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Photo by: BenLucier, Flickr
Excuse No. 1
Excuse: No time
Solution: Break workouts into smaller sessions
You can't create time. But you can prioritize, and making that workout a priority, and scheduling it like any other important appointment is key. Often times it's not that you don't have time, it's that you don't find that working out is important enough to make time for. Start using time you'd spend on other things as workout time. Walk to run errands, exercise when you're watching TV. You have to eat, right? Walk around the block during your lunch break. Incorporating mini workouts into your day may be the only way you can get active - it still counts!
Related: The 25 healthiest foods for under $1

Busted! 7 Over-Used Excuses for Skipping Your Workout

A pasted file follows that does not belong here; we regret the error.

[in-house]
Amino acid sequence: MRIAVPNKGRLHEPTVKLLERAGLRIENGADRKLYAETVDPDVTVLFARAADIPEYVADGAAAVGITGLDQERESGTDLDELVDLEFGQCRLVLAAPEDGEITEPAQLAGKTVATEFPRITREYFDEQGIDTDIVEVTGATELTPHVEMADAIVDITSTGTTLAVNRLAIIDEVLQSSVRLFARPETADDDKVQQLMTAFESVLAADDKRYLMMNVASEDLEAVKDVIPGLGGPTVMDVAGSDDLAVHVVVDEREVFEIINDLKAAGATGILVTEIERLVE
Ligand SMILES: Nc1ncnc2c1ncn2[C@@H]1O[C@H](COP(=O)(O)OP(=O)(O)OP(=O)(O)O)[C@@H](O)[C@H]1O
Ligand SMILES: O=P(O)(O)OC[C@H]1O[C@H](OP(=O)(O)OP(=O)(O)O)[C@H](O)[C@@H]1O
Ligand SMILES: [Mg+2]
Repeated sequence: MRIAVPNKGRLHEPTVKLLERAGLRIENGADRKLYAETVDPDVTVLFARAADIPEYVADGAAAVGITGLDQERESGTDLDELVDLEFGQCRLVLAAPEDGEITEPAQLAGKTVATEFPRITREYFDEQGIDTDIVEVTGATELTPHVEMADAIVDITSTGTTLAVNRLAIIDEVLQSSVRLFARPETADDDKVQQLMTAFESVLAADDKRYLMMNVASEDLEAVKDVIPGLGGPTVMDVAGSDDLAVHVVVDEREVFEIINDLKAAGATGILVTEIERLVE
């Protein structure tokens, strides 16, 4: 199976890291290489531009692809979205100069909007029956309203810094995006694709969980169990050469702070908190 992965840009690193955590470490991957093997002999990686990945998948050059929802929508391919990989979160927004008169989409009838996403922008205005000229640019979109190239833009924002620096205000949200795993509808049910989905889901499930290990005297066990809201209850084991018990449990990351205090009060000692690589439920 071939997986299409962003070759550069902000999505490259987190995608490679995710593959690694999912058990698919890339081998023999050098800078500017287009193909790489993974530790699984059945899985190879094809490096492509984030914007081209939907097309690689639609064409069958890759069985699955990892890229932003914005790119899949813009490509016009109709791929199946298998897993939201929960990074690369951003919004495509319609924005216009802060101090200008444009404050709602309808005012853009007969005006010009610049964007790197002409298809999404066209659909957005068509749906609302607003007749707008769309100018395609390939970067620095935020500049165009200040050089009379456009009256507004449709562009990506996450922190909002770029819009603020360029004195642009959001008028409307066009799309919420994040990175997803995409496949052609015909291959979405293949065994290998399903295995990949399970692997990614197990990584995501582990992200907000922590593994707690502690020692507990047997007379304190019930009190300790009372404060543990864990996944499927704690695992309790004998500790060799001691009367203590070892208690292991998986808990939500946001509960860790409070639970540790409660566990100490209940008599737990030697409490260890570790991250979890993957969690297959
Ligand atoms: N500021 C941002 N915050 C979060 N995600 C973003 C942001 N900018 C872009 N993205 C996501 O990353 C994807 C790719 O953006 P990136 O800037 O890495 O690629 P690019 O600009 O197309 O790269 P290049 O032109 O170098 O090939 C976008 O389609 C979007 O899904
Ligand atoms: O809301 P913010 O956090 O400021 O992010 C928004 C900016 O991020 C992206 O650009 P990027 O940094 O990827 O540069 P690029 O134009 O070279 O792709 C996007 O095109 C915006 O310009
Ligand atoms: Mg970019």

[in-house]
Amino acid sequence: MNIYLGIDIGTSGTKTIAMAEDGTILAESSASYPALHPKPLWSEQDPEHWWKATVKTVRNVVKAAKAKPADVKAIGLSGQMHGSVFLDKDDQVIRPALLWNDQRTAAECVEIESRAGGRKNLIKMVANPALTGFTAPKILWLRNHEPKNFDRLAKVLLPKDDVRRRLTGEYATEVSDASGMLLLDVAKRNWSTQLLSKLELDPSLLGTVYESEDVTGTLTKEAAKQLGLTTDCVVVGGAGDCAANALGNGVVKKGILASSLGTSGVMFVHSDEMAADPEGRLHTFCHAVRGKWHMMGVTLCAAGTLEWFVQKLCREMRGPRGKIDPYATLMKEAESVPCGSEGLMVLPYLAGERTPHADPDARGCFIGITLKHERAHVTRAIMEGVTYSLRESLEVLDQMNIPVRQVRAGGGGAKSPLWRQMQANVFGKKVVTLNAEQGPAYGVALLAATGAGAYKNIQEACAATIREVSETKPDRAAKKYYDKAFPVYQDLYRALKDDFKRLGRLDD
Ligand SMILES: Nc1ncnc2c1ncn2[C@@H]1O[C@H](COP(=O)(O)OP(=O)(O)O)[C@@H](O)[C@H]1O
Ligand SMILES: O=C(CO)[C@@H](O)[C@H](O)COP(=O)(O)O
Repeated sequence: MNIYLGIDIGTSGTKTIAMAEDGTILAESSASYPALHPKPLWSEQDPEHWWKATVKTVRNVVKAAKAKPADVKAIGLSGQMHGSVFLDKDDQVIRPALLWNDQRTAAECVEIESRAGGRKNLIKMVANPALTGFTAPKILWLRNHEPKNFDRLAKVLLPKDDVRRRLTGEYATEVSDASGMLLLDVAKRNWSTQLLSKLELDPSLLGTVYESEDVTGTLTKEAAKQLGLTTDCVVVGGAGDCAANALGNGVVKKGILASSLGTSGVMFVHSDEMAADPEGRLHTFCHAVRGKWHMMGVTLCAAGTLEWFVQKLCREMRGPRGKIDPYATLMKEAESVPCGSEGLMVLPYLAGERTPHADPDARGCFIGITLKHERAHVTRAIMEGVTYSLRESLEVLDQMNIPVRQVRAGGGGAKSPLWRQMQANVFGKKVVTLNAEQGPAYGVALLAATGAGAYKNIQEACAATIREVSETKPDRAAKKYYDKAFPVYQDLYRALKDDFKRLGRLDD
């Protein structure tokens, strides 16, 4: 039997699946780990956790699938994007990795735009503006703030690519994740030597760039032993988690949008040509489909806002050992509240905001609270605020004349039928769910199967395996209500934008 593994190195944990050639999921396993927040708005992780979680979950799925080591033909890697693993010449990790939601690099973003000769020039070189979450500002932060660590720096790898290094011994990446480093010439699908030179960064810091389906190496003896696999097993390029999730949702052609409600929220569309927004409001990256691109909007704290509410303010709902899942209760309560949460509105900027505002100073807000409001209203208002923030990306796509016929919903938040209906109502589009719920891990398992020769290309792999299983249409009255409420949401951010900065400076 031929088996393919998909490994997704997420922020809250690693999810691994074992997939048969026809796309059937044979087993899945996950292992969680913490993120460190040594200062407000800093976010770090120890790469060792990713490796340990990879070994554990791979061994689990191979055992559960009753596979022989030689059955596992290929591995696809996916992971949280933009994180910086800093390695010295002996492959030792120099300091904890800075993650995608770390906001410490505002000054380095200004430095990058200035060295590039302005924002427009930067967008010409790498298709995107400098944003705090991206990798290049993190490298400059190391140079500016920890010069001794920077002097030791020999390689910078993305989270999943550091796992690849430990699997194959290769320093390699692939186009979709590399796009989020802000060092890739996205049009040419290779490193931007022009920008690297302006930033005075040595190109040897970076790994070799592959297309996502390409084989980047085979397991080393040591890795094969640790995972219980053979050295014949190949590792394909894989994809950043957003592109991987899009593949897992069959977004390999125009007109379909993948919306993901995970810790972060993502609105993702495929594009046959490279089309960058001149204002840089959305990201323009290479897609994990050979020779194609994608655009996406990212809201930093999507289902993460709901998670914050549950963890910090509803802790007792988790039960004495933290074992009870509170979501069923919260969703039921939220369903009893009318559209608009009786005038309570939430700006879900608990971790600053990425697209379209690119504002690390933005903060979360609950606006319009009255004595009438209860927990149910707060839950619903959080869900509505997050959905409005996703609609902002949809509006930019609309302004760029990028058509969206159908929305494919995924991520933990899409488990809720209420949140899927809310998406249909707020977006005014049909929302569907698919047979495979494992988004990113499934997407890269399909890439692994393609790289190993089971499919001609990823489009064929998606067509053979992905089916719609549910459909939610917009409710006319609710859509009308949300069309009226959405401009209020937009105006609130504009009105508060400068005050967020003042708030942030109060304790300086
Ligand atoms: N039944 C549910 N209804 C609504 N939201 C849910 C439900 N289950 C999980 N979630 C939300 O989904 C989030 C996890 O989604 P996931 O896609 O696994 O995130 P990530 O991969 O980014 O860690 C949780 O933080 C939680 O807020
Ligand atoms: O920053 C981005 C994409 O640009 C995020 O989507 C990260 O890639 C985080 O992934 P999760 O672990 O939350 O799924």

We all know there are so many good reasons to work out. It helps your heart and bones stay strong, keeps you more flexible, increases endurance, helps maintain weight, and gives you more energy - not to mention bragging rights when you can beat someone in an arm wrestling match. Unfortunately, the list of excuses to skip workouts is almost as long. We're too tired, too busy, too stressed, too broke. It's too hot or too cold. It's like we're the Goldilocks of the workout world, looking for workout conditions that are just right. But with hectic schedules, it's rare that that perfect moment comes. There's always a road block making it tough, but that doesn't mean we can't overcome workout obstacles. Even the most motivated can fall victim to workout excuses. But with enough practice, you get better at getting motivated. I've had a lot of practice with small setbacks. My gym provides up to two hours of daycare for my kids each day. Sounds too good to be true, right? It is. Especially when you have a toddler with separation anxiety. The staff gives it a valiant effort for 10 minutes, but if that doesn't work, I'm hopping off the treadmill to pick up my crying baby. After months of this, it would have been easy to get frustrated and just stay home. Instead, I realized that 10 minutes on the treadmill is still 10 minutes of a workout. And as soon as my son was all smiles again, we'd hit the gymnasium to run around and bounce balls. Discouraging as it was, I didn't let it stop me from getting active, even if just for a few minutes. I had to adopt a "no excuses" attitude or I'd never get to work out! And guess what? You can do it, too! - By Erin Whitehead



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